Plaza. A Plaza is available for civic purposes, active uses, and commercial activities. An urban center’s large plaza serves to physically define the civic center. A plaza is spatially defined by building frontages. Trees are optional. Plazas tend to be hardscaped with brick, stone or even concrete.

Public Spaces. Public parks, plazas, and green streetscapes serve as the “living rooms” for community life. They are places where the public can gather, meet and interact. They provide light, air, landscaping, and an experience of nature. Open space may also contribute to higher real estate value for the surrounding uses while sustaining environmental character. New public buildings are ideally given honorific locations facing public open space wherever possible. The space becomes a destination and invites people to engage with the space and one another.

Reassessment Report. Published in 2012, the Reassessment Report is a legislatively required BRP progress report. Required BRP policies and programs were reviewed and yet-to-be completed items were identified including completion of these RUDG.

Right-of-way (ROW). The legal right, established by usage or grant, to pass along a specific route through grounds or property belonging to another.

Sample(s). Non-binding illustration(s) serving to explain design concepts.

Setback. The area of a lot measured from the lot line to a building facade or elevation. This area often must be maintained clear of permanent structures with the exception of appurtenances which typically are permitted to encroach within the setback.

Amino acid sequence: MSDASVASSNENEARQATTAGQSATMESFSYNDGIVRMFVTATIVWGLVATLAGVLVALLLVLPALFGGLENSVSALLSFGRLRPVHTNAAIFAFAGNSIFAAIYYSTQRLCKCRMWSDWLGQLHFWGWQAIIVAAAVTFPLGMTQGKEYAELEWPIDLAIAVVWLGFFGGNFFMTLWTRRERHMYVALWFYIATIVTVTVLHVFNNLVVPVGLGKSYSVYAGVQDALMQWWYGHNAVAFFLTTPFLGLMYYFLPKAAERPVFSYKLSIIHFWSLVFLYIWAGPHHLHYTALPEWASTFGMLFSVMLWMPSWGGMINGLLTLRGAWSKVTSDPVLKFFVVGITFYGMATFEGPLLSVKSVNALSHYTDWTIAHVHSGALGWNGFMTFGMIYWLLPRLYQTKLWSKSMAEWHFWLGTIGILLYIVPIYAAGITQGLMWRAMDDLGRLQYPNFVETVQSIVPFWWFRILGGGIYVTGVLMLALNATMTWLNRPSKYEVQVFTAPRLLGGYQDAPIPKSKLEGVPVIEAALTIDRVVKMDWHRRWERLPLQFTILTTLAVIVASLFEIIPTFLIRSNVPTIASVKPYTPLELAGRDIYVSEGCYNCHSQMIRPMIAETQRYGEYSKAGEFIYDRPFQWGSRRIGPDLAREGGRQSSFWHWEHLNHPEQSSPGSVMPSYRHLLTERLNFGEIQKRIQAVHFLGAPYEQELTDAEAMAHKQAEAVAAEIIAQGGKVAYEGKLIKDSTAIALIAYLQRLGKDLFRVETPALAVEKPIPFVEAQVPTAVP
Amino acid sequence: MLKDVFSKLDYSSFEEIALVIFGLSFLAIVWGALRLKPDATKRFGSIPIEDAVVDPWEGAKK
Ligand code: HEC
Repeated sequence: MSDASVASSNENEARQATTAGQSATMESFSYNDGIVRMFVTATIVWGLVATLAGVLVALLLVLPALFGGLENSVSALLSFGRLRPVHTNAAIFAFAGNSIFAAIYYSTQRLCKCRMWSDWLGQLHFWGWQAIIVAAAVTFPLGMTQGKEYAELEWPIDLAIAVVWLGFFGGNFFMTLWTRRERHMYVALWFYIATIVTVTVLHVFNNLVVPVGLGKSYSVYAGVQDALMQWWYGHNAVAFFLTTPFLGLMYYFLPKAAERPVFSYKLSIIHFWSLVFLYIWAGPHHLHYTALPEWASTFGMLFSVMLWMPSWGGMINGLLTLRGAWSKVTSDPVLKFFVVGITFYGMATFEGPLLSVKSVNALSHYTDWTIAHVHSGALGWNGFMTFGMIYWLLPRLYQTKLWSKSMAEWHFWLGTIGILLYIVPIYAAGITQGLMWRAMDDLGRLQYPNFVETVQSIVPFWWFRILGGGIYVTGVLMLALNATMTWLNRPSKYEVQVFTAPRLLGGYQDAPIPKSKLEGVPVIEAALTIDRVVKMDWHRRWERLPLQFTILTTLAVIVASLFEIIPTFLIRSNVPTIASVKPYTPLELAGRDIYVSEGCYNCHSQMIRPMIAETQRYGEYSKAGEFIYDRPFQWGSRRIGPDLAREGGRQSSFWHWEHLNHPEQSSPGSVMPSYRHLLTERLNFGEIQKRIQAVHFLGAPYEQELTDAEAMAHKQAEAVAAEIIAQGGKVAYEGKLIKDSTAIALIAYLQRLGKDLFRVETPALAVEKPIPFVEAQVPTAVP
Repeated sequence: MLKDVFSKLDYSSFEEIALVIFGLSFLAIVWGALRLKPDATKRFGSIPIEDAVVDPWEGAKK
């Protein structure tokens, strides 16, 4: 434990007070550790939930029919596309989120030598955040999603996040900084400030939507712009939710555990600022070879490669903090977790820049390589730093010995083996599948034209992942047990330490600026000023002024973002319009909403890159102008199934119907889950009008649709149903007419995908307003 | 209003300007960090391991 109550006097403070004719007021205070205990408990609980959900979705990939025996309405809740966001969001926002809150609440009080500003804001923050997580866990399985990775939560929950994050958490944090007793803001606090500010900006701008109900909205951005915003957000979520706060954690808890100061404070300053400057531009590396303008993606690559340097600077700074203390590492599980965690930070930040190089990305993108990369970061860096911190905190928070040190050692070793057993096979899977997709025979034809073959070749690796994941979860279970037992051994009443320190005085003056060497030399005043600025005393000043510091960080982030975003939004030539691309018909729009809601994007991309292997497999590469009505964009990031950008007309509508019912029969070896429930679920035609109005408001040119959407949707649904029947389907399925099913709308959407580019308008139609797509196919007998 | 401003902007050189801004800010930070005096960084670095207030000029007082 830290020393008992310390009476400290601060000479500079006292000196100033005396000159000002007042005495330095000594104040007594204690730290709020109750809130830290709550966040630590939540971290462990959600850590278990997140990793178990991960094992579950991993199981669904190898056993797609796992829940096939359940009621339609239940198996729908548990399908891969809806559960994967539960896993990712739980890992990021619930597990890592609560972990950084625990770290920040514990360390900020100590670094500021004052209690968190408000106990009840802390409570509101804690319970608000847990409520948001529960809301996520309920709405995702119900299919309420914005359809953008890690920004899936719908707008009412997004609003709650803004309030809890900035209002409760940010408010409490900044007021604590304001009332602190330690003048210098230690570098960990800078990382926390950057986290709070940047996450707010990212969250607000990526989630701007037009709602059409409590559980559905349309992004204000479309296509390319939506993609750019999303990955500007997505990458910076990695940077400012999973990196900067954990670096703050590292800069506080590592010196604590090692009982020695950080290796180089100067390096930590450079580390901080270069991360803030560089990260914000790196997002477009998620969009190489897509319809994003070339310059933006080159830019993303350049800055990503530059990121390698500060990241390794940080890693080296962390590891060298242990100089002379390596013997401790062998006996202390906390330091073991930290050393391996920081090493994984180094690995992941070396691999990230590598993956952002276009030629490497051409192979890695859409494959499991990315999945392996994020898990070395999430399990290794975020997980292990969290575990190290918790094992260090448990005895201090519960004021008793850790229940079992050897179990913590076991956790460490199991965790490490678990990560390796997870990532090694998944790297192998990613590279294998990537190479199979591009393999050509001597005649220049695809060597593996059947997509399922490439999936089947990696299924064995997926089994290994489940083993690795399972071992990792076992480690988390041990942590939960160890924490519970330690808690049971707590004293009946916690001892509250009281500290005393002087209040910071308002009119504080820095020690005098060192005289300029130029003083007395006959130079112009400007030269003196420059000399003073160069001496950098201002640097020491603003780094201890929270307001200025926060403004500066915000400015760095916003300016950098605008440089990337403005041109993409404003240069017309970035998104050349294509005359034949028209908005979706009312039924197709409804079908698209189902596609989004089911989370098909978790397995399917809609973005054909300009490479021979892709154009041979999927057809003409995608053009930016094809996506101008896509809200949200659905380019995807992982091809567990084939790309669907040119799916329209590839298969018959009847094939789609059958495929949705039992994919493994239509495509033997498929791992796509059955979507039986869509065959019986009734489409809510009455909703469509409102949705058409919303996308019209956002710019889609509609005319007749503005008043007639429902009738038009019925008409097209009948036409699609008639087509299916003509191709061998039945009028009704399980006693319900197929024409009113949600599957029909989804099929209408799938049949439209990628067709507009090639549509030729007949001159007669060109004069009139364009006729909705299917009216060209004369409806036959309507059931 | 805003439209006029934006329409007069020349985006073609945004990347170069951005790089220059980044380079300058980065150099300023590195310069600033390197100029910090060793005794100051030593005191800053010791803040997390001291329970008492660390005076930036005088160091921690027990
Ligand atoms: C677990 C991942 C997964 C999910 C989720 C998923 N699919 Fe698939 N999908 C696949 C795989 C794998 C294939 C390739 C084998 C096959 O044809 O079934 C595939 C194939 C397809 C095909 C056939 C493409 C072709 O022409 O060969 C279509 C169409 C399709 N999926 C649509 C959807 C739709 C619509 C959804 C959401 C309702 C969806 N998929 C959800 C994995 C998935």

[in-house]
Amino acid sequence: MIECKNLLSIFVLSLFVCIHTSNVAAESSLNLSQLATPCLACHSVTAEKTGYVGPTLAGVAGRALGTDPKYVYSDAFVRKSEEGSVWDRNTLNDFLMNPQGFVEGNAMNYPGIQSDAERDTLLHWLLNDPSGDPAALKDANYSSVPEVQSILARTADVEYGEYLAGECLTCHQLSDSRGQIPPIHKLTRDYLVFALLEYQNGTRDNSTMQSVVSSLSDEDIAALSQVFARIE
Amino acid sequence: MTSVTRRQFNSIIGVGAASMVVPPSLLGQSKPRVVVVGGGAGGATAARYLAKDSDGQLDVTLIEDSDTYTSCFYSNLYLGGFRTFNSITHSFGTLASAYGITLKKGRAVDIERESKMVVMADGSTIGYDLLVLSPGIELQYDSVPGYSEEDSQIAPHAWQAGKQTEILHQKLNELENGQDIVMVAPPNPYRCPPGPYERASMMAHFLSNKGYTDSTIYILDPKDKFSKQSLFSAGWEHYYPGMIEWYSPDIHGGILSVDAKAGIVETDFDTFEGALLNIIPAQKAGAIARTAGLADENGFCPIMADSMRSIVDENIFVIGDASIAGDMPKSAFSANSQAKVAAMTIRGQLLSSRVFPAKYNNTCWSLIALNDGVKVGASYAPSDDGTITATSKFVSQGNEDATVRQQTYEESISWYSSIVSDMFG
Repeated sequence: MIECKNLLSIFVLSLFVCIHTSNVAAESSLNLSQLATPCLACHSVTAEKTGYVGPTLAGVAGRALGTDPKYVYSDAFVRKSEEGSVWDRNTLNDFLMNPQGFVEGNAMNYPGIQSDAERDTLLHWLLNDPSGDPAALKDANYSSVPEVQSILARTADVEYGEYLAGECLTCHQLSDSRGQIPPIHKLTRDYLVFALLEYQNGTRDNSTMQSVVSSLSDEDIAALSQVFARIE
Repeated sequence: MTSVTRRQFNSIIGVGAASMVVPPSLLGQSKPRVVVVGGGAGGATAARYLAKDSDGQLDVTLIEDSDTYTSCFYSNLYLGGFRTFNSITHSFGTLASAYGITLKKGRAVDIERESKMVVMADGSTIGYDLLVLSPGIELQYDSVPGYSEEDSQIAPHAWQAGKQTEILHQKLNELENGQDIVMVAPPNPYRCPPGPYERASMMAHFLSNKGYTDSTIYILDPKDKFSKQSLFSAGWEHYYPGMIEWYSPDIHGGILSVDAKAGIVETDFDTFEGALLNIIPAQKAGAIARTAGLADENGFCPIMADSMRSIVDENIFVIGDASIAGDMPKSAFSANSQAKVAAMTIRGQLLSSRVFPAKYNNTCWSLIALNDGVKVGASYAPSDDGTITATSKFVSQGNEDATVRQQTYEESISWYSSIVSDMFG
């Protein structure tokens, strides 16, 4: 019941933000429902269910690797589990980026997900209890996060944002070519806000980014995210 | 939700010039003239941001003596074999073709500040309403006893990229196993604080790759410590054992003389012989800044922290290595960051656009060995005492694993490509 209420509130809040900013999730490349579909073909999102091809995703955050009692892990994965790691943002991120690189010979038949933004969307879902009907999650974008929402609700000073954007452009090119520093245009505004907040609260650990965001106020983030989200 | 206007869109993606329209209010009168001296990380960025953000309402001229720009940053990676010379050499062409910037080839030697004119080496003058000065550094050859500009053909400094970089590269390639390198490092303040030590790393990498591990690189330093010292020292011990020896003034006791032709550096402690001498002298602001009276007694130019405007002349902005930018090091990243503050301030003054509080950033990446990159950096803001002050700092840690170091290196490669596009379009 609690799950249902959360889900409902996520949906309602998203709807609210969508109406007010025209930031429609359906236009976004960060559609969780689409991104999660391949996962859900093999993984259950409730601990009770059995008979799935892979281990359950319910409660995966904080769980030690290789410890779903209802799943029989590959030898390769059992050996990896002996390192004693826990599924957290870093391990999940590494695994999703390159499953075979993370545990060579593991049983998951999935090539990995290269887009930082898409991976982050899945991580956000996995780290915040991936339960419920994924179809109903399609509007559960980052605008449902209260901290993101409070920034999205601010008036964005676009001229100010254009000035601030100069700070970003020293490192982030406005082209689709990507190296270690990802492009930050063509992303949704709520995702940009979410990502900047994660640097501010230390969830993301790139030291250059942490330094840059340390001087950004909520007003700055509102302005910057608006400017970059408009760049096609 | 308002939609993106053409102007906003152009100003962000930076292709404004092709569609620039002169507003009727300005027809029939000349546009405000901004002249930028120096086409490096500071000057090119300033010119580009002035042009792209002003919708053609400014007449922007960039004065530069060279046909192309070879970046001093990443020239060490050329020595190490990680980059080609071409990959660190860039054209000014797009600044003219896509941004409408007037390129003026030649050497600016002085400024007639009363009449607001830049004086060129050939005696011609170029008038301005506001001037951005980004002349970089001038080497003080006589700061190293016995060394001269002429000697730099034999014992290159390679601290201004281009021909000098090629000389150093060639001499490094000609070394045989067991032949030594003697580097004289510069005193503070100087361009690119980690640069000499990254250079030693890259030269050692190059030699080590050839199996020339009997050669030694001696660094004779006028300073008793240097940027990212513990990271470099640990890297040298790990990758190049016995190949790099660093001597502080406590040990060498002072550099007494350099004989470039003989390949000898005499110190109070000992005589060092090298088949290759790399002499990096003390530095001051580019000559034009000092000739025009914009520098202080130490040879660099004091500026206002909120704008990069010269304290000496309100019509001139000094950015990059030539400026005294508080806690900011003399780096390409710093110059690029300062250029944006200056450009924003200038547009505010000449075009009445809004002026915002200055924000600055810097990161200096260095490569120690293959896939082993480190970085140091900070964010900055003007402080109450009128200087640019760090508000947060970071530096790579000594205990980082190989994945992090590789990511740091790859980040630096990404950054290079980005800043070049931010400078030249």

Specific Plans. A plan addressing land use distribution, open space availability, infrastructure, and infrastructure financing for a portion of a community. Specific Plans put provisions of local general plans into action.

Square. A Square is available for unstructured recreation, active uses, and civic purposes. A square is spatially defined by building frontages. A square does not have to be square shaped; they come in all kinds of shapes. Whenever possible, locate squares at gateways and the intersection of important thoroughfares.

Streetscape. The space between the buildings on either side of a street that defines its character. The elements of a streetscape include: building frontage/façade, landscaping (trees, yards, bushes, plantings, etc.), sidewalks, street paving, street furniture, benches, kiosks, trash receptacles, fountains, etc.), signs, awnings, and street lighting.